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Why are some people (and countries) more protectionist than others?

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Abstract

We analyze two cross-country data sets that contain information on attitudes toward trade as well as a broad range of socio-demographic and other indicators. We find that pro-trade preferences are significantly and robustly correlated with an individual's level of human capital, in the manner predicted by the factor endowments model. Preferences over trade are also correlated with the trade exposure of the sector in which an individual is employed: individuals in nontraded sectors tend to be the most pro-trade, while individuals in sectors with a revealed comparative disadvantage are the most protectionist. Third, an individual's relative economic status has a very strong positive association with pro-trade attitudes. Finally, non-economic determinants, in the form of values, identities, and attachments, play an important role in explaining the variation in preferences over trade. High degrees of neighborhood attachment and nationalism/patriotism are associated with protectionist tendencies. Classification-JEL Codes: F1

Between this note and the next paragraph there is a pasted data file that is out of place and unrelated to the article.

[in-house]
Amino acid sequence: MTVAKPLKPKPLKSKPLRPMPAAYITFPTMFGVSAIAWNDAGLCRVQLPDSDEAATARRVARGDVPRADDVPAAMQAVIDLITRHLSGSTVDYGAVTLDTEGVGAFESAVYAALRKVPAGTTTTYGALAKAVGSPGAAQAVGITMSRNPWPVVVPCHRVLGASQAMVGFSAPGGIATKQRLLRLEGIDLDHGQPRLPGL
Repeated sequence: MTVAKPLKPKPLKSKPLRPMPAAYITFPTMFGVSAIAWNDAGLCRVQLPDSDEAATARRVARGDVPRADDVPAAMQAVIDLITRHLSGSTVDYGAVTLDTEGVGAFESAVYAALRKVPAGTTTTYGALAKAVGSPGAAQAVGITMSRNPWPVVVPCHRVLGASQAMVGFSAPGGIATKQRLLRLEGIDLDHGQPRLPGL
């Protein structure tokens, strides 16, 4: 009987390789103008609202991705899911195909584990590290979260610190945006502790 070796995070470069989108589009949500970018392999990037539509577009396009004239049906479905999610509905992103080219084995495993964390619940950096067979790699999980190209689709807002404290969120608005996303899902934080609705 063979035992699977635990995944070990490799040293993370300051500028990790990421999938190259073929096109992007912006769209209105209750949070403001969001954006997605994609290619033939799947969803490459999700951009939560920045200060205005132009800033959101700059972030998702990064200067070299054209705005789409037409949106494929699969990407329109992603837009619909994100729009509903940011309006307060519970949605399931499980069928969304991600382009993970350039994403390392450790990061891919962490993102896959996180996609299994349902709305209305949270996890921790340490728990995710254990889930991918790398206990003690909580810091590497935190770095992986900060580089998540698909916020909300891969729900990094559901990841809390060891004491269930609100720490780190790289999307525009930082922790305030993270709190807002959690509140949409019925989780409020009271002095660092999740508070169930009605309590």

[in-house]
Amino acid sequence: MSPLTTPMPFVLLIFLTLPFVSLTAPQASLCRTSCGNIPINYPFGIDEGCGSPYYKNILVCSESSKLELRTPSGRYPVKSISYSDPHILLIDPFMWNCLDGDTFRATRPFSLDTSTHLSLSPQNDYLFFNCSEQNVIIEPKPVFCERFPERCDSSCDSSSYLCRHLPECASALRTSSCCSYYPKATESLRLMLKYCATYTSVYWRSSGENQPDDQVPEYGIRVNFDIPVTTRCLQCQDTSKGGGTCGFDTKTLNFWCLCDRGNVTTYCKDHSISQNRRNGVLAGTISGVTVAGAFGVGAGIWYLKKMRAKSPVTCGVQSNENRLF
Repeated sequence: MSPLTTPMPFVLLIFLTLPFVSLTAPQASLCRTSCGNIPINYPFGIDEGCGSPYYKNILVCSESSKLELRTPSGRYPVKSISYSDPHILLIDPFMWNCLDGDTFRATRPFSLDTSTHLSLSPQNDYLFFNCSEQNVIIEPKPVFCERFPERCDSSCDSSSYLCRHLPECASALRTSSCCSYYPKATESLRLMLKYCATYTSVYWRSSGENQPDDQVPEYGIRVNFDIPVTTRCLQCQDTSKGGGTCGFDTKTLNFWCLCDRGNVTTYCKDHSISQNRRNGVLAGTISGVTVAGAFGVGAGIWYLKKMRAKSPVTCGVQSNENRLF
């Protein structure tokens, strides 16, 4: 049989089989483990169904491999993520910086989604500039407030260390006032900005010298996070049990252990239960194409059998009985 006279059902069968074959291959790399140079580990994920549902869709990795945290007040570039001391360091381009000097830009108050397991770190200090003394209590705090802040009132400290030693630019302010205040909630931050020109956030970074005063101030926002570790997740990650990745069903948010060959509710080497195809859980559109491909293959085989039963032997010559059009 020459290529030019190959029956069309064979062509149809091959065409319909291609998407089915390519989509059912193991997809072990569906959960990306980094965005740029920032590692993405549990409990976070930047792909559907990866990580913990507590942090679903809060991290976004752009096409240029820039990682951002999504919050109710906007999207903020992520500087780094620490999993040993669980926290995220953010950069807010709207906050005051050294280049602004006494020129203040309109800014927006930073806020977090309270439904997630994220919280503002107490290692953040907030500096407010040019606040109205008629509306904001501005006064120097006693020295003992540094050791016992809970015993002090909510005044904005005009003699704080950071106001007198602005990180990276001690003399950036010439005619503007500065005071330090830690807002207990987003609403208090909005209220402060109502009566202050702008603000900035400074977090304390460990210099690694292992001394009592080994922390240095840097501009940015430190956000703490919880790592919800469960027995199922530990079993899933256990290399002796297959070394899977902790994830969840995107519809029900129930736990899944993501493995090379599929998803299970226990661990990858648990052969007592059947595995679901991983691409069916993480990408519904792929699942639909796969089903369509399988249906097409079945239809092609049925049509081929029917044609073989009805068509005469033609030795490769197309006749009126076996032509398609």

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Paper provided by Georgetown University, Department of Economics in its series Working Papers with number gueconwpa~05-05-11.

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Date of creation: 11 May 2005
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Handle: RePEc:geo:guwopa:gueconwpa~05-05-11

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Postal: Georgetown University Department of Economics Washington, DC 20057-1036
Phone: 202-687-6074
Fax: 202-687-6102
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Web page: http://econ.georgetown.edu/

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Postal: Marcia Suss Administrative Officer Georgetown University Department of Economics Washington, DC 20057-1036
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Web: http://econ.georgetown.edu/

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Keywords: trade preferences; attitudes toward trade;

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